Zen Wisdom 140

There are people with a variety of psychological problems that cannot be helped by Ch'an. However, when they undergo therapy, they may come away from each session with a feeling of ease or consolation. The problems may not be solved, but there is temporary relief. This is not to say that therapy is ultimately useless in resolving problems, but for many patients therapy can become a crutch to get through the day or week. Real progress is never made.

Everybody should be able to practice Ch'an. But there are those who are not interested, do not have the confidence, or are not willing to make the effort. Until these people change, they simply cannot and will not be able to resolve their problems through Ch'an.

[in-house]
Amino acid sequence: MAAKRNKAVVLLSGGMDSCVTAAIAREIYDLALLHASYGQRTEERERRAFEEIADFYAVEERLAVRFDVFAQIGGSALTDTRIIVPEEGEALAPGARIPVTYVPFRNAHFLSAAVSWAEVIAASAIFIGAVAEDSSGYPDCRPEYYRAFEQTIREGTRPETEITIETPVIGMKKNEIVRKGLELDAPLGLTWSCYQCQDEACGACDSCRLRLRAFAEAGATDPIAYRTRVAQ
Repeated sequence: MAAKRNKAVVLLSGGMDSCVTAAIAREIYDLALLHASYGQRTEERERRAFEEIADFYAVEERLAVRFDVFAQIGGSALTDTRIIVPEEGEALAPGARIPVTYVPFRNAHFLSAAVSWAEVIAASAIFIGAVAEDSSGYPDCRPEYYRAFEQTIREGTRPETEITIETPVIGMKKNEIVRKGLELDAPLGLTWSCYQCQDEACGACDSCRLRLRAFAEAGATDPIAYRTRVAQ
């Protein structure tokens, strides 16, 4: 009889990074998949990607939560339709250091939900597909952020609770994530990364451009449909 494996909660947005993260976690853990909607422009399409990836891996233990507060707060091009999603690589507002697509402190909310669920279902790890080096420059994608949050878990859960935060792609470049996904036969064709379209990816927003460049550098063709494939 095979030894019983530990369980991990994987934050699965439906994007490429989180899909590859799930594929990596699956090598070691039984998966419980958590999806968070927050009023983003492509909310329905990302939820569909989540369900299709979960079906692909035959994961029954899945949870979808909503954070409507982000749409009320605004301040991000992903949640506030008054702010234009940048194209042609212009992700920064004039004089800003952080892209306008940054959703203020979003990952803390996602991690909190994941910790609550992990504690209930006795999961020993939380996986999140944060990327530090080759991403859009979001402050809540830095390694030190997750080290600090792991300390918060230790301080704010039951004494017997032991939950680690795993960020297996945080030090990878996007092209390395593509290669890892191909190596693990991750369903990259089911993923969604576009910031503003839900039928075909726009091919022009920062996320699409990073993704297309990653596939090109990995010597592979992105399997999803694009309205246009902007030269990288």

I guide students in their practice. I really don't have to put on the hat of a therapist, but there are people who have been on several retreats and have been unable to solve certain persistent problems. Therefore, during retreat interviews, I may ask questions and play the role of therapist even though I have no formal training. I base my teaching and guidance on my own understanding of the human mind and Buddhadharma. For this reason some retreatants may feel that they have gotten benefits similar to those obtainable from therapy. What I do is not typically Ch'an, however. The typical role of the Ch'an master is to throw the problem back at the practitioner, with the advice to just continue with practice.